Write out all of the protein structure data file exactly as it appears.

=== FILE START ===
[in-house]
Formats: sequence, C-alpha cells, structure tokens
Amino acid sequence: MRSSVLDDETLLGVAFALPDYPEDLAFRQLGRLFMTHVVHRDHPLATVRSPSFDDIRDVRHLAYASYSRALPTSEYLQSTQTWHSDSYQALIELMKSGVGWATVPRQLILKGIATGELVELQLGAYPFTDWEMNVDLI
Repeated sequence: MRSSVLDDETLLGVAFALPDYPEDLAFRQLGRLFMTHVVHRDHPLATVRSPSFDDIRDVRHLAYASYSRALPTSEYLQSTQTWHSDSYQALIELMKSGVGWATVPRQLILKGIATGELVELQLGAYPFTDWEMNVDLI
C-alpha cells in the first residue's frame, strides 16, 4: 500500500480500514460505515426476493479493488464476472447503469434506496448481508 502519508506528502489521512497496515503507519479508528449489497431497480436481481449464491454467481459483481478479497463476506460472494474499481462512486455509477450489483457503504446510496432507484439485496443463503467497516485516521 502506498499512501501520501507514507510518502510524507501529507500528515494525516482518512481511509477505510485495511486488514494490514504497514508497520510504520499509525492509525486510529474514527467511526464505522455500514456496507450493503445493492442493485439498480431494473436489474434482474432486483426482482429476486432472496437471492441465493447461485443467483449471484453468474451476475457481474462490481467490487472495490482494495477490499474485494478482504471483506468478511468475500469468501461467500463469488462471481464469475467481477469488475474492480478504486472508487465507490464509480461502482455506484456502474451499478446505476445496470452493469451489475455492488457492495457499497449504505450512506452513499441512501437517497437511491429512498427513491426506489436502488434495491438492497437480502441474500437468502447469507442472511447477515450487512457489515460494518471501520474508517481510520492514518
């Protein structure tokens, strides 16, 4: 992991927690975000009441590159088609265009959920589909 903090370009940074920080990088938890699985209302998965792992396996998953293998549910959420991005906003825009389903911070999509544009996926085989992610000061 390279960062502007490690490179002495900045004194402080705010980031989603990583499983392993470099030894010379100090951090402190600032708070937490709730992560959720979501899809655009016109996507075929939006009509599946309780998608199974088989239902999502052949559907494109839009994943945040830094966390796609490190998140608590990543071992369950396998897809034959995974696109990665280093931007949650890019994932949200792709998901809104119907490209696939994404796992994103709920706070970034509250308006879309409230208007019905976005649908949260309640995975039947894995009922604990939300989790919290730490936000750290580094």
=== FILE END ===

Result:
[in-house]
Formats: sequence, C-alpha cells, structure tokens
Amino acid sequence: MRSSVLDDETLLGVAFALPDYPEDLAFRQLGRLFMTHVVHRDHPLATVRSPSFDDIRDVRHLAYASYSRALPTSEYLQSTQTWHSDSYQALIELMKSGVGWATVPRQLILKGIATGELVELQLGAYPFTDWEMNVDLI
Repeated sequence: MRSSVLDDETLLGVAFALPDYPEDLAFRQLGRLFMTHVVHRDHPLATVRSPSFDDIRDVRHLAYASYSRALPTSEYLQSTQTWHSDSYQALIELMKSGVGWATVPRQLILKGIATGELVELQLGAYPFTDWEMNVDLI
C-alpha cells in the first residue's frame, strides 16, 4: 500500500480500514460505515426476493479493488464476472447503469434506496448481508 502519508506528502489521512497496515503507519479508528449489497431497480436481481449464491454467481459483481478479497463476506460472494474499481462512486455509477450489483457503504446510496432507484439485496443463503467497516485516521 502506498499512501501520501507514507510518502510524507501529507500528515494525516482518512481511509477505510485495511486488514494490514504497514508497520510504520499509525492509525486510529474514527467511526464505522455500514456496507450493503445493492442493485439498480431494473436489474434482474432486483426482482429476486432472496437471492441465493447461485443467483449471484453468474451476475457481474462490481467490487472495490482494495477490499474485494478482504471483506468478511468475500469468501461467500463469488462471481464469475467481477469488475474492480478504486472508487465507490464509480461502482455506484456502474451499478446505476445496470452493469451489475455492488457492495457499497449504505450512506452513499441512501437517497437511491429512498427513491426506489436502488434495491438492497437480502441474500437468502447469507442472511447477515450487512457489515460494518471501520474508517481510520492514518
């Protein structure tokens, strides 16, 4: 992991927690975000009441590159088609265009959920589909 903090370009940074920080990088938890699985209302998965792992396996998953293998549910959420991005906003825009389903911070999509544009996926085989992610000061 390279960062502007490690490179002495900045004194402080705010980031989603990583499983392993470099030894010379100090951090402190600032708070937490709730992560959720979501899809655009016109996507075929939006009509599946309780998608199974088989239902999502052949559907494109839009994943945040830094966390796609490190998140608590990543071992369950396998897809034959995974696109990665280093931007949650890019994932949200792709998901809104119907490209696939994404796992994103709920706070970034509250308006879309409230208007019905976005649908949260309640995975039947894995009922604990939300989790919290730490936000750290580094």